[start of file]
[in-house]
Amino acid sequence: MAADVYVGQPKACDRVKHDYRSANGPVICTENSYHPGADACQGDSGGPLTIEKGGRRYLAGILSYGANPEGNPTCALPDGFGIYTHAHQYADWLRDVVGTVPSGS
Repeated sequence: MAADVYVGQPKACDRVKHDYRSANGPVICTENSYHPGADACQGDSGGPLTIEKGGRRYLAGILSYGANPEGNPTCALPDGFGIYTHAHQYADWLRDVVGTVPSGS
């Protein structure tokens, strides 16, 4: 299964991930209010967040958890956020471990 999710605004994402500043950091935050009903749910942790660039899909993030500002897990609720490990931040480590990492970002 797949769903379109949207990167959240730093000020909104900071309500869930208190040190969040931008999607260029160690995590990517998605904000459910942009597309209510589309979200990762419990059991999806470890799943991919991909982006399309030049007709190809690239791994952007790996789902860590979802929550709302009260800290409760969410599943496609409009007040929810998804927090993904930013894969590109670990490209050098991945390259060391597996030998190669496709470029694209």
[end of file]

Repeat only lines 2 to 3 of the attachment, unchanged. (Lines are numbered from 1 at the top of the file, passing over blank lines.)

Amino acid sequence: MAADVYVGQPKACDRVKHDYRSANGPVICTENSYHPGADACQGDSGGPLTIEKGGRRYLAGILSYGANPEGNPTCALPDGFGIYTHAHQYADWLRDVVGTVPSGS
Repeated sequence: MAADVYVGQPKACDRVKHDYRSANGPVICTENSYHPGADACQGDSGGPLTIEKGGRRYLAGILSYGANPEGNPTCALPDGFGIYTHAHQYADWLRDVVGTVPSGS